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July 20, 2024

IDOT District 5 employee using State time for IAHE/personal business ? –

By John Kraft & Kirk Allen

On December 31, 2015

According to time sheet provided pursuant to the Freedom of Information Act, Mrs. Bridgette Borries-Pierson, District 5 PD / CADD Unit, worked between the hours of 7:00 a.m. and 2:37 p.m. on December 14, 2015, without clocking out for lunch.
My FOIA request was clear, I wanted to know the hours she worked, to include any break time:
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At 1:19 p.m. she called our phone from her cell phone and did not leave a message.
At 1:28 she called my cell phone and engaged in a conversation about an article I wrote, which included a letter from IAHE to its members.
From the documentation provided by IDOT, it appears she conducted personal and/or IAHE business on State time by making the phone calls while being on the clock. The unfortunate part of this entire ordeal is that the original article was intended to show people taking the right path and stopping the use of public property to conduct other-than-public business, but instead resulted in her getting snippy over the phone AFTER I already gladly said I would redact the contact information from the letter that was posted in the article.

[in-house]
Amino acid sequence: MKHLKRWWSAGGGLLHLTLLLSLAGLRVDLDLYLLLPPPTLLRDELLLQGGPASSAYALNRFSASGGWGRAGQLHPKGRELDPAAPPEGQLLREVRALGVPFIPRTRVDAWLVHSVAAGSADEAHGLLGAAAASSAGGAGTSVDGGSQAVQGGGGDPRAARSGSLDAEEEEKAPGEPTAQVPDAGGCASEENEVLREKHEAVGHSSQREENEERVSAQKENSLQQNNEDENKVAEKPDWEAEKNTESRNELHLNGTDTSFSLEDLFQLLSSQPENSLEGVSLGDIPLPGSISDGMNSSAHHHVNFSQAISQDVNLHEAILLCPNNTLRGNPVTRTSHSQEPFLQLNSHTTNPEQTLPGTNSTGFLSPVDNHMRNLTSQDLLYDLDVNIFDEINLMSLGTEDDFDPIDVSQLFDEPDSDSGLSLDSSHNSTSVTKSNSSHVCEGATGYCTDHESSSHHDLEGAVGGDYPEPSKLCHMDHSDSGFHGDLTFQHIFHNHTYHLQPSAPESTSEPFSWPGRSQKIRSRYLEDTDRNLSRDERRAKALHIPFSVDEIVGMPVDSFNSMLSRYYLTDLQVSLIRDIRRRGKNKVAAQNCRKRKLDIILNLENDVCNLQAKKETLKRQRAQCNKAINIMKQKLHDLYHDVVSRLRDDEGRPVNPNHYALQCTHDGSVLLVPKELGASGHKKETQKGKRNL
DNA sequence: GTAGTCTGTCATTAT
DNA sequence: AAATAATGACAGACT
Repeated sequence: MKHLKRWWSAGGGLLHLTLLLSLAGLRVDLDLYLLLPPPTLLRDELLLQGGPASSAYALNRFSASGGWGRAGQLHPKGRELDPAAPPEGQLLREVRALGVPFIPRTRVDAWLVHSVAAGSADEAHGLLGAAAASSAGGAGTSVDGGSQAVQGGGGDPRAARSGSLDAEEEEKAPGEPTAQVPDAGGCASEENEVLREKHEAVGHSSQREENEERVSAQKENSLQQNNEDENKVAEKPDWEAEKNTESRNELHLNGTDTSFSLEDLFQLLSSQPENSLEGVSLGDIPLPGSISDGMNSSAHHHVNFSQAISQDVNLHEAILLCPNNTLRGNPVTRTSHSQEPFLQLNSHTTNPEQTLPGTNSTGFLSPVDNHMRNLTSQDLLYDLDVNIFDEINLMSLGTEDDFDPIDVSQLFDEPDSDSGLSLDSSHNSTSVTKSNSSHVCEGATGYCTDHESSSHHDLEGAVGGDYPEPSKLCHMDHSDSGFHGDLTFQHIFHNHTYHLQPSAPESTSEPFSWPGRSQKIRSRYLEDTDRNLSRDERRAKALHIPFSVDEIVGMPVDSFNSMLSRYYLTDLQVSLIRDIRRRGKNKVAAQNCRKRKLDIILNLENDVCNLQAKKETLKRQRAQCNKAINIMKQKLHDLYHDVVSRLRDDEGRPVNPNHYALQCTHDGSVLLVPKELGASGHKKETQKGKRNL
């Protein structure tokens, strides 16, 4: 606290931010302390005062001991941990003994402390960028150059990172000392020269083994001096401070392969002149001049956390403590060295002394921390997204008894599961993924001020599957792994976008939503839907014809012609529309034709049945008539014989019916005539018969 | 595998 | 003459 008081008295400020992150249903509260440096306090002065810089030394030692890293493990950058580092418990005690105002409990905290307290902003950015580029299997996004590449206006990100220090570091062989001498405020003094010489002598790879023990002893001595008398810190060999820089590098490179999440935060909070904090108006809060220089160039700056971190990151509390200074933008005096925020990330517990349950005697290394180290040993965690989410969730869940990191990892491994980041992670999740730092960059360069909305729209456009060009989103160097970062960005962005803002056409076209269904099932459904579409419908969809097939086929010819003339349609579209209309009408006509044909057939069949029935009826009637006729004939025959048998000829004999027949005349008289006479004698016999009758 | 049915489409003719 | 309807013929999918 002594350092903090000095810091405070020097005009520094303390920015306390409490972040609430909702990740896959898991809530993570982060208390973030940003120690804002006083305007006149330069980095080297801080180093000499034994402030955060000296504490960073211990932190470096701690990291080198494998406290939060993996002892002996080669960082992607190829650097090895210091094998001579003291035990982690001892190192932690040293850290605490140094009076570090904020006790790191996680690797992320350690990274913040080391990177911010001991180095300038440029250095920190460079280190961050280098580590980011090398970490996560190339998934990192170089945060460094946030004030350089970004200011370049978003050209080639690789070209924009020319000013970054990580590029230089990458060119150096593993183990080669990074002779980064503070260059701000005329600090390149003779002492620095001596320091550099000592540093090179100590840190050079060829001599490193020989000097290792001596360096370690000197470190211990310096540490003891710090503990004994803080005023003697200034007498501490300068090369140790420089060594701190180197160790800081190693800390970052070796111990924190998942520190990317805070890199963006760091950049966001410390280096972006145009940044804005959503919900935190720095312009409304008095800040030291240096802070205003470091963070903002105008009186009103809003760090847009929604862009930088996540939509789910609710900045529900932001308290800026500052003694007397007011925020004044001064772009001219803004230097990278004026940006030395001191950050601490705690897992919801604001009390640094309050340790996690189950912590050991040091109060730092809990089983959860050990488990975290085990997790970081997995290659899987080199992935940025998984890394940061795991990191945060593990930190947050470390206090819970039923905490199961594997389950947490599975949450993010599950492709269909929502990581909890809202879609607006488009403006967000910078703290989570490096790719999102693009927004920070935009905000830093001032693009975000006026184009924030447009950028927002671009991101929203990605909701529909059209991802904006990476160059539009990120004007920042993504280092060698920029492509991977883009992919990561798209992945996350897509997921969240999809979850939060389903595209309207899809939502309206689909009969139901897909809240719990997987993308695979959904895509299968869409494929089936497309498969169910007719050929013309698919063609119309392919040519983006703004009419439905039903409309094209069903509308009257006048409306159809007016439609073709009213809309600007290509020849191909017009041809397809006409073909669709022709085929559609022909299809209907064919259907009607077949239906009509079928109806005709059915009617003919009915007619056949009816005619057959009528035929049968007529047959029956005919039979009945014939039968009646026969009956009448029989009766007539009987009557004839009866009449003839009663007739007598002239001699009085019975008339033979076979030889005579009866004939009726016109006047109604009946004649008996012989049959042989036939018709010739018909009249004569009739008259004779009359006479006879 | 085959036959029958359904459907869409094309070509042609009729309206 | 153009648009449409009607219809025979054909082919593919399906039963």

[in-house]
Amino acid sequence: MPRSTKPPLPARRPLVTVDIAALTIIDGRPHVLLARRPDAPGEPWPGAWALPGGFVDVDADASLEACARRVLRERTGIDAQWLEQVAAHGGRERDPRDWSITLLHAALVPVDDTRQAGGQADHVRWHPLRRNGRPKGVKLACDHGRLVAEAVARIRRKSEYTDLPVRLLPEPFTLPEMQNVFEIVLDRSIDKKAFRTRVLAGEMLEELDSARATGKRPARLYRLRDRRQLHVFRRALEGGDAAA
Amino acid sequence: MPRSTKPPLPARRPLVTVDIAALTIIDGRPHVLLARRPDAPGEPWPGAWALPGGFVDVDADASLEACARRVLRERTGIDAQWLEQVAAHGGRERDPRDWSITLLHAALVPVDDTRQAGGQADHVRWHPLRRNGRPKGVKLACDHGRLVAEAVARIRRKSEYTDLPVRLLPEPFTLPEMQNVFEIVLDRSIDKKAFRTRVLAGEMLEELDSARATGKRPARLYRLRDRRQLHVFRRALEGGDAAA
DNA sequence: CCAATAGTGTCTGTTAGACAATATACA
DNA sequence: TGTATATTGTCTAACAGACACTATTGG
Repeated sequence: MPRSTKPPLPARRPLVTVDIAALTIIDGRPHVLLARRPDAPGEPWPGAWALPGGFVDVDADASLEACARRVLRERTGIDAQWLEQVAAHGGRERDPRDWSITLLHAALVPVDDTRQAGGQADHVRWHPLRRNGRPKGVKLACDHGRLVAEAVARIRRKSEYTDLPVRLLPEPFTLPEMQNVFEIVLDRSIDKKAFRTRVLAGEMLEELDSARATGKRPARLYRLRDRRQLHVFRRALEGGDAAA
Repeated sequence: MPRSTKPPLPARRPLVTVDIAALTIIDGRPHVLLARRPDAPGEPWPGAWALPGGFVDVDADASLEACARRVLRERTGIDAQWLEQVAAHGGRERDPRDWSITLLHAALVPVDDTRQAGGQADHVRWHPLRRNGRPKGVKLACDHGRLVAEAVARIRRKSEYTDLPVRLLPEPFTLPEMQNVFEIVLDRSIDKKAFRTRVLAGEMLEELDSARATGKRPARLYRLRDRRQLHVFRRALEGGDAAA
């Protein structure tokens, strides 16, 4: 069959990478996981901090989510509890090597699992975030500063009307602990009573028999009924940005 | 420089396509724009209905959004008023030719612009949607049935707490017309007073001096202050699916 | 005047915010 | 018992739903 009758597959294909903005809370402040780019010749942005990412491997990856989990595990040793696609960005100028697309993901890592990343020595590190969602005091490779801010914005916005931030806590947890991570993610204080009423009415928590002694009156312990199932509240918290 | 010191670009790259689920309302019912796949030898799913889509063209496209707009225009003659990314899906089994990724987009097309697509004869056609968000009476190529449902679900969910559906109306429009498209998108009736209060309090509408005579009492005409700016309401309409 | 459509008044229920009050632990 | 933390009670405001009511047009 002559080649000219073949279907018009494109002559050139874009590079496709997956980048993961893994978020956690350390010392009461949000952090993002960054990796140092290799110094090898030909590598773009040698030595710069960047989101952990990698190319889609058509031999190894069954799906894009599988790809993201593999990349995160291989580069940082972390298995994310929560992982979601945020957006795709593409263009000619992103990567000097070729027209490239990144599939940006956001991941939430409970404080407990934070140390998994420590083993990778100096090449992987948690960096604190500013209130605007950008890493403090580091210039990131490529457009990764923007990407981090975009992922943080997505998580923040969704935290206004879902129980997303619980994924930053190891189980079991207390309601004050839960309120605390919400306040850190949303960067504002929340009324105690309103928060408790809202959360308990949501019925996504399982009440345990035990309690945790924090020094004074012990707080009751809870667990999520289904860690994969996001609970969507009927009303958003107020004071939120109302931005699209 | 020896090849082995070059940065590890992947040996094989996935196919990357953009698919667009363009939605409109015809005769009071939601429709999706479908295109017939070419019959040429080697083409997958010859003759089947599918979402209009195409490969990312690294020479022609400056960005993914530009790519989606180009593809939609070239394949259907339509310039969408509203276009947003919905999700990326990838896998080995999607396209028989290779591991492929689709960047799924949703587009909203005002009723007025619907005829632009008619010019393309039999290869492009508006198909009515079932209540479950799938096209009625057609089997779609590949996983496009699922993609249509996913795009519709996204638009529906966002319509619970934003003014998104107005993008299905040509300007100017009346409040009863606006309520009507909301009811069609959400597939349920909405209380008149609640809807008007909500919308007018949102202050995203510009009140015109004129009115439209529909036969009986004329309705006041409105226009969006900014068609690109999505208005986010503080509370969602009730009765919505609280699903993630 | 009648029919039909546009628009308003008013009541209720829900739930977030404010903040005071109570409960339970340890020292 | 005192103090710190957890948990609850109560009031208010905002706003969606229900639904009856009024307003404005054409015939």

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  • franklin
    Posted at 16:30h, 01 January Reply

    Mr kraft simple yes or no when you were employed by the U.S. Goverment did you ever make a personel phone call

    • jmkraft
      Posted at 18:39h, 01 January Reply